I "attended" an online workshop called "Ten Bright Ideas for Getting Your Church Ready for Fall," sponsored by three UUA districts: Central Midwest, Prairie Star and Heartland. Great workshop! The idea I loved the most was the first one: Greeting As Ministry:
Have greeters who see their work as a ministry, not a chore. Ideally, a greeter knows many members by name, is very warm and personable and greets everyone, not just adults. The most crucial time to be friendly is right after the service ends, so have greeters and others continue to greet after the service. Have a Welcoming Team that includes some phantom greeters: members who volunteer to assist with greeting both before and after the service, but are not the "official" greeters.
Great tips, no? For some of us, greeting is fulfilling and fun. I'm an extravert (surprise) and get quite a charge from being that friendly, smiling person who can greet members by name and welcome visitors. The more difficult piece is engaging first-time visitors after the service. I have an easier time when I ask how they felt/what they thought of the worship service and perhaps find out their church background and what they're looking for in a faith community.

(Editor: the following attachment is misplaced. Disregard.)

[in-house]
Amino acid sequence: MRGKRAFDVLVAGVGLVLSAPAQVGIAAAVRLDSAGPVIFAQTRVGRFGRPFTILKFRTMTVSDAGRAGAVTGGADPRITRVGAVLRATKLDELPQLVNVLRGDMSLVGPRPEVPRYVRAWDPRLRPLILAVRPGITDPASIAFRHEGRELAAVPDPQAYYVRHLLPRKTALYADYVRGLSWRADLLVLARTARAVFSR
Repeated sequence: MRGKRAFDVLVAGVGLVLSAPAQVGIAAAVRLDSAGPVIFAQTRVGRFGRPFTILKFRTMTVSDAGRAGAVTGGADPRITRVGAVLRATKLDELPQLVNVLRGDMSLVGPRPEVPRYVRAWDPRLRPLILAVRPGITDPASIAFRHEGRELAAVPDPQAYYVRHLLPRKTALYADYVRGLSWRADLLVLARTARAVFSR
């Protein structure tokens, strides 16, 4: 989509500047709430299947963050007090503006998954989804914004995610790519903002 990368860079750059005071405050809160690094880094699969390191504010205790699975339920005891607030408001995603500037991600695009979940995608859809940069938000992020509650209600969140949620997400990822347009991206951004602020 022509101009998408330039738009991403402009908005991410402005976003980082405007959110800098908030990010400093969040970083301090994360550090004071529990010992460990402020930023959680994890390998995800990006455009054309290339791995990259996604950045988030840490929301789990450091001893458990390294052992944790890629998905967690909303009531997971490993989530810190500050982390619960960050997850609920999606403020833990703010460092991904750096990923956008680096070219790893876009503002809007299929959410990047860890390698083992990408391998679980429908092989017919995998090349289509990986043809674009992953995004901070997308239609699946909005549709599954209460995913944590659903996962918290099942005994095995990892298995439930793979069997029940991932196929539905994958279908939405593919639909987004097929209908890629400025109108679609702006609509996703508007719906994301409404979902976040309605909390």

I'm a huge fan of the phantom greeter idea, because having a specific role to play can make us more effective: designated phantom greeters will notice new people before and during the service so that they're ready to seek them out afterwards. Maybe a good idea for large congregations would be to have a phantom greeter in each section of the sanctuary? Ideally, this would be in addition to the official section greeter. My hUUge congregation doesn't have those, but some congregations do.
Do any UU congregations give welcome bags with gifts to visitors? Some relatives of ours recently brought home a welcome bag from their visit to a large Episcopal congregation. The bag contained a blessing, several informational flyers and a jar of preserves bought at our farmer's market. Wow! This church has an enormous building with a Cathedral-like sanctuary that was about half-full, my relatives said. I went to a Unity church once that had a tradition of giving first-time visitors flowers. That was wonderful, except that after the service no one spoke to me or my flower!